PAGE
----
# 32 bit audio redux

In my previous post, I don't think I explained very well why a 32-bit signal wouldn't work on the low-end.  The point, I think, was well-taken on the high-end.  You don't want a 192 dBSPL audio signal applied to your body (or your planet, for that matter).  However, Tricky asks

Why have the 6.02 dB increment per bit? Why not reduce this amount, or make it variable?

I'm asking instead of going the standard way it's done 6.02dB per bit .. why not implement so that 32 bits per signal sample doesnt have to mean that you need to go up to 192dB.

That is, sample only the range of human hearing. low end is 1 dB ? and then the upper end .. 120 dB?

First of all, dB is a logarithmic scale.  Numbers on a dB scale represent the ratio between two values, not the difference.

dB = 20 * log10(n1/n2).

Each bit doubles the linear precision of the value.  20 * log10(2n / n) = 20 * log10(2) = 20 * 0.301 = 6.02.  The 6.02 dB per bit number is a mathematical conversion factor.  It is the same as asking to make 3600sec/hr a variable number.

What I think he is actually suggesting is to take the pressure level of 120dB (about 20 Pa) and divide it into 4 billion slices, each one about 0.005 µPa.  The reason I chose 20 µPa (0 dBSPL) as a base is actually an important one.  That is about the sound pressure level (broadband) exerted by garden-variety air molecules bouncing off of your speaker in Earth's atmosphere.  It also, coincidentally, is just about the smallest pressure change that a human ear is capable of perceiving.

Re-using our metaphor from the previous post, suppose the ultimate amp/speaker is actually capable of displacing exactly enough air to create a sound pressure wave of 0.005 µPa.  At the same time a stray air molecule could hit the speaker adding a random pressure oscillation to your signal at 100 times that level.  Even if your pickup device is sensitive enough to discern 0.005 µPa (obviously not talking about the human ear here), there will still be no way to separate the meaningful signal from atmospheric noise.  An audio signal more precise than atmospheric noise is meaningless, because the signal is lost in the random variations.  That is why 0 dBSPL is a good base for your step size.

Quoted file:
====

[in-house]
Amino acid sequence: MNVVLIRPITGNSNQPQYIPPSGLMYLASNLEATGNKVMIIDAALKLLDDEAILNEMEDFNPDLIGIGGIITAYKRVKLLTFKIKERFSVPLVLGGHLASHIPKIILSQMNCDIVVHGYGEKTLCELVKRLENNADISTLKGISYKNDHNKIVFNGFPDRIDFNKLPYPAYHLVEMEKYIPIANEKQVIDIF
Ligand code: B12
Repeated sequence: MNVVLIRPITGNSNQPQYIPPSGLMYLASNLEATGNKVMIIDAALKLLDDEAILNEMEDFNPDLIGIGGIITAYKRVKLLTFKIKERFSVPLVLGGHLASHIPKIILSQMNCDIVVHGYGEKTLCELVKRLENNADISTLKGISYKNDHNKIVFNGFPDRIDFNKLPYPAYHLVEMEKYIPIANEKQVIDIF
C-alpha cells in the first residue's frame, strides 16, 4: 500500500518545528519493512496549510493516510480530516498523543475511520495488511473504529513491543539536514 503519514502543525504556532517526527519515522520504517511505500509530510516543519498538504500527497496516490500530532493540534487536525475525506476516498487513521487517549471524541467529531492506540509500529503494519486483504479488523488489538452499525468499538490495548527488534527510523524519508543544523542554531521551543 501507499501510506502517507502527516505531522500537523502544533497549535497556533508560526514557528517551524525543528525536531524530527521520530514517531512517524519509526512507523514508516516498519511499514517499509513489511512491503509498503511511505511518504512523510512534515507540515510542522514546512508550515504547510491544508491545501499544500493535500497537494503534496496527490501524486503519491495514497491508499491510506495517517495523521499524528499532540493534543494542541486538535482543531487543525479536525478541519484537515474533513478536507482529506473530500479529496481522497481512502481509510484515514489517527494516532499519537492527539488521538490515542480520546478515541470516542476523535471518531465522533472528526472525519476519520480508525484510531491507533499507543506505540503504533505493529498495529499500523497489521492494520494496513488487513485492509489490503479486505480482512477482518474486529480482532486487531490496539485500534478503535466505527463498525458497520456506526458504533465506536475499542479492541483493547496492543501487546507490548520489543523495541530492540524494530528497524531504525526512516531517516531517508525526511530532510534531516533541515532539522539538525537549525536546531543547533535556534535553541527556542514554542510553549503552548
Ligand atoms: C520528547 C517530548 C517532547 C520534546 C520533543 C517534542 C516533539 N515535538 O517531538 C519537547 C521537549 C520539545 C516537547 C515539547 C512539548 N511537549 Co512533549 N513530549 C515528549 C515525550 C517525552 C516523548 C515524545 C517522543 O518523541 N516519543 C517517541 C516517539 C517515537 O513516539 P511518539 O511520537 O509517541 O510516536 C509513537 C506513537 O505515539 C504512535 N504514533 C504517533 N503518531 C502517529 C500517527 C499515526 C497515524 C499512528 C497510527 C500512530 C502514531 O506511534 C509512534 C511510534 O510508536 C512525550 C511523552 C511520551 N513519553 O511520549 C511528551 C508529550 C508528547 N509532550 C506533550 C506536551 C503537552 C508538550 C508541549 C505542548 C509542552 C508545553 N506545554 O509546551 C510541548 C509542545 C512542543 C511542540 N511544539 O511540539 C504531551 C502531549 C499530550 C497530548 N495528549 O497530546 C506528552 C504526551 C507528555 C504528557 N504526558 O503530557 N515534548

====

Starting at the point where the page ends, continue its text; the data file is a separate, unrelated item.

Given that you never want a sound louder than 120 dBSPL (20 Pa), and that it's meaningless to get any finer resolution than 0 dBSPL (20 µPa), we can calculate how many steps we actually need for any audio signal we care to hear.  20 Pa / 20 µPa = 1000000 steps.  Taking the log2 of that, we end up with 19.93 bits (I don't know how to take a fractional bit, so let's round up to 20).  Therefore, you will never need more than 20 bits per sample to describe any audio to which you care to listen.

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1. What about sound waves in media other than air?

2. Vorn says:

Well, water has an even smaller dynamic range – the noise level inherent in it is much higher.  I imagine there is a correlation between medium density and noise level, but I couldn’t tell you what it is.  And there’s only so much pressure change your ears can stand.

Vorn

3. Tristan says:

What about 32-bit internal processing by a DAW such as Sonar? Would this increase the accuracy of DSP calculations in a way that they are more accurately represented at lower bit depths?

4. Brandon P says:

This is not entirely true.  If it were, 8 bit audio would sound just as good as 16 bit audio, as 99% of music recorded on CD has less than 48dB of dynamic range.

Also, if a 20 Hz tone were generated or normalized to -0dBfs (full scale digital), an equivalent 20 kHz tone would occupy 10 bits less.

That’s right. A 20 kHz tone on a 16-bit CD only gets 6 bits of precision! (in the real world anyway.)

This debate will go on forever, or will it?

Once we get to bit-depths of 32 or 64 bits, and sample rates of 192, 384 or higher, it won’t matter anymore.

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